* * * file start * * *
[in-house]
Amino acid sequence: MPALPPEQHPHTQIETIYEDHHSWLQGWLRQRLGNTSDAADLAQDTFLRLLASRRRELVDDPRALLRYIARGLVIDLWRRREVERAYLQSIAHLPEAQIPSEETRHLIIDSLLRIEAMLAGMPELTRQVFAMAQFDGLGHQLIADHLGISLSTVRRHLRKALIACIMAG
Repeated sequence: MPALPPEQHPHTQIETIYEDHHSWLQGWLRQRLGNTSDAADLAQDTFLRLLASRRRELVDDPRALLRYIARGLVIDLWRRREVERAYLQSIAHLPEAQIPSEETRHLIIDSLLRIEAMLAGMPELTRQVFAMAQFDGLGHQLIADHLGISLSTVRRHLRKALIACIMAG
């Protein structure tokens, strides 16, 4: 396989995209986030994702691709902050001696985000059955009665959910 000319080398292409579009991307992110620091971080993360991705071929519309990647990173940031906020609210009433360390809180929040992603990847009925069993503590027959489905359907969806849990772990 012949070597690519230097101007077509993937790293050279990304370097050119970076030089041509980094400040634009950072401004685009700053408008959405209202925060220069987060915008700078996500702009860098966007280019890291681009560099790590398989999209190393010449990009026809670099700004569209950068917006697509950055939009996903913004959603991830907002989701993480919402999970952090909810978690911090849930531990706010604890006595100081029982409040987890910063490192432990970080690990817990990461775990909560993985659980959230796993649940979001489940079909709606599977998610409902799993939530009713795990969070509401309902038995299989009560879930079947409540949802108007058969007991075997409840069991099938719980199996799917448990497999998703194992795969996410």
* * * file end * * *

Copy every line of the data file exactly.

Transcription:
[in-house]
Amino acid sequence: MPALPPEQHPHTQIETIYEDHHSWLQGWLRQRLGNTSDAADLAQDTFLRLLASRRRELVDDPRALLRYIARGLVIDLWRRREVERAYLQSIAHLPEAQIPSEETRHLIIDSLLRIEAMLAGMPELTRQVFAMAQFDGLGHQLIADHLGISLSTVRRHLRKALIACIMAG
Repeated sequence: MPALPPEQHPHTQIETIYEDHHSWLQGWLRQRLGNTSDAADLAQDTFLRLLASRRRELVDDPRALLRYIARGLVIDLWRRREVERAYLQSIAHLPEAQIPSEETRHLIIDSLLRIEAMLAGMPELTRQVFAMAQFDGLGHQLIADHLGISLSTVRRHLRKALIACIMAG
């Protein structure tokens, strides 16, 4: 396989995209986030994702691709902050001696985000059955009665959910 000319080398292409579009991307992110620091971080993360991705071929519309990647990173940031906020609210009433360390809180929040992603990847009925069993503590027959489905359907969806849990772990 012949070597690519230097101007077509993937790293050279990304370097050119970076030089041509980094400040634009950072401004685009700053408008959405209202925060220069987060915008700078996500702009860098966007280019890291681009560099790590398989999209190393010449990009026809670099700004569209950068917006697509950055939009996903913004959603991830907002989701993480919402999970952090909810978690911090849930531990706010604890006595100081029982409040987890910063490192432990970080690990817990990461775990909560993985659980959230796993649940979001489940079909709606599977998610409902799993939530009713795990969070509401309902038995299989009560879930079947409540949802108007058969007991075997409840069991099938719980199996799917448990497999998703194992795969996410």